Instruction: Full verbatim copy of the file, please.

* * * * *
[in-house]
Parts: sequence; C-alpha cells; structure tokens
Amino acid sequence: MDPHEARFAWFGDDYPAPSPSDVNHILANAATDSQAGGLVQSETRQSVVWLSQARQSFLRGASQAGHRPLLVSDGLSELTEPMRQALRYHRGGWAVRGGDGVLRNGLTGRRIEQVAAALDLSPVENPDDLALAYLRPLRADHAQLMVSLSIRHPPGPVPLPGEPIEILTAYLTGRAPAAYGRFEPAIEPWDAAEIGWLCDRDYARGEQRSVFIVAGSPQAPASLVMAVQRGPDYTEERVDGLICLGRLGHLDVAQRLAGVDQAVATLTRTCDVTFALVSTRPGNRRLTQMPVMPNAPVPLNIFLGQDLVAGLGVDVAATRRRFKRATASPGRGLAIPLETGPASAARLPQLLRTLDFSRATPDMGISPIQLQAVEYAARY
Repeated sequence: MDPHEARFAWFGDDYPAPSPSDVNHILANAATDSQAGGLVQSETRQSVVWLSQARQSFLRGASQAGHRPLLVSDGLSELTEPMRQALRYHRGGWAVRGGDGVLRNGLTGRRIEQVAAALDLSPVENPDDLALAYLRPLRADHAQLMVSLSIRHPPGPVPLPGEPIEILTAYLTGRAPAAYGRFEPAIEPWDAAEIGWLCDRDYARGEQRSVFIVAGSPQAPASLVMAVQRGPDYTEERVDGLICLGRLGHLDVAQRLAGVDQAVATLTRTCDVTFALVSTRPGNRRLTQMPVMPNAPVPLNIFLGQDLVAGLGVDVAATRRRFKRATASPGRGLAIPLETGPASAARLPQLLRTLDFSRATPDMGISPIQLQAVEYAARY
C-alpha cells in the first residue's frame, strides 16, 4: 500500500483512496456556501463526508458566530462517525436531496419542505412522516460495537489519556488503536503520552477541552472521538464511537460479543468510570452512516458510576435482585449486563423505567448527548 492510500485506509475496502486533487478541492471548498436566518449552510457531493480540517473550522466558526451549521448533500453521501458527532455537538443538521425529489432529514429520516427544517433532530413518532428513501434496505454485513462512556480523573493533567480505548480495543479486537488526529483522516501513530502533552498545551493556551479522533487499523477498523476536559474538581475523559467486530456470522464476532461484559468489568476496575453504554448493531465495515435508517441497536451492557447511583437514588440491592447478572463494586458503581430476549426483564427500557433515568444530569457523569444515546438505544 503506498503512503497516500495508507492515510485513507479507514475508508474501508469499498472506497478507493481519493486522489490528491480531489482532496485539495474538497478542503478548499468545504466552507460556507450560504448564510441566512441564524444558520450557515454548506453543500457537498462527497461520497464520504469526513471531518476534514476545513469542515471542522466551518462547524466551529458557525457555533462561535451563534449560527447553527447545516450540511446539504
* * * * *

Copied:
[in-house]
Parts: sequence; C-alpha cells; structure tokens
Amino acid sequence: MDPHEARFAWFGDDYPAPSPSDVNHILANAATDSQAGGLVQSETRQSVVWLSQARQSFLRGASQAGHRPLLVSDGLSELTEPMRQALRYHRGGWAVRGGDGVLRNGLTGRRIEQVAAALDLSPVENPDDLALAYLRPLRADHAQLMVSLSIRHPPGPVPLPGEPIEILTAYLTGRAPAAYGRFEPAIEPWDAAEIGWLCDRDYARGEQRSVFIVAGSPQAPASLVMAVQRGPDYTEERVDGLICLGRLGHLDVAQRLAGVDQAVATLTRTCDVTFALVSTRPGNRRLTQMPVMPNAPVPLNIFLGQDLVAGLGVDVAATRRRFKRATASPGRGLAIPLETGPASAARLPQLLRTLDFSRATPDMGISPIQLQAVEYAARY
Repeated sequence: MDPHEARFAWFGDDYPAPSPSDVNHILANAATDSQAGGLVQSETRQSVVWLSQARQSFLRGASQAGHRPLLVSDGLSELTEPMRQALRYHRGGWAVRGGDGVLRNGLTGRRIEQVAAALDLSPVENPDDLALAYLRPLRADHAQLMVSLSIRHPPGPVPLPGEPIEILTAYLTGRAPAAYGRFEPAIEPWDAAEIGWLCDRDYARGEQRSVFIVAGSPQAPASLVMAVQRGPDYTEERVDGLICLGRLGHLDVAQRLAGVDQAVATLTRTCDVTFALVSTRPGNRRLTQMPVMPNAPVPLNIFLGQDLVAGLGVDVAATRRRFKRATASPGRGLAIPLETGPASAARLPQLLRTLDFSRATPDMGISPIQLQAVEYAARY
C-alpha cells in the first residue's frame, strides 16, 4: 500500500483512496456556501463526508458566530462517525436531496419542505412522516460495537489519556488503536503520552477541552472521538464511537460479543468510570452512516458510576435482585449486563423505567448527548 492510500485506509475496502486533487478541492471548498436566518449552510457531493480540517473550522466558526451549521448533500453521501458527532455537538443538521425529489432529514429520516427544517433532530413518532428513501434496505454485513462512556480523573493533567480505548480495543479486537488526529483522516501513530502533552498545551493556551479522533487499523477498523476536559474538581475523559467486530456470522464476532461484559468489568476496575453504554448493531465495515435508517441497536451492557447511583437514588440491592447478572463494586458503581430476549426483564427500557433515568444530569457523569444515546438505544 503506498503512503497516500495508507492515510485513507479507514475508508474501508469499498472506497478507493481519493486522489490528491480531489482532496485539495474538497478542503478548499468545504466552507460556507450560504448564510441566512441564524444558520450557515454548506453543500457537498462527497461520497464520504469526513471531518476534514476545513469542515471542522466551518462547524466551529458557525457555533462561535451563534449560527447553527447545516450540511446539504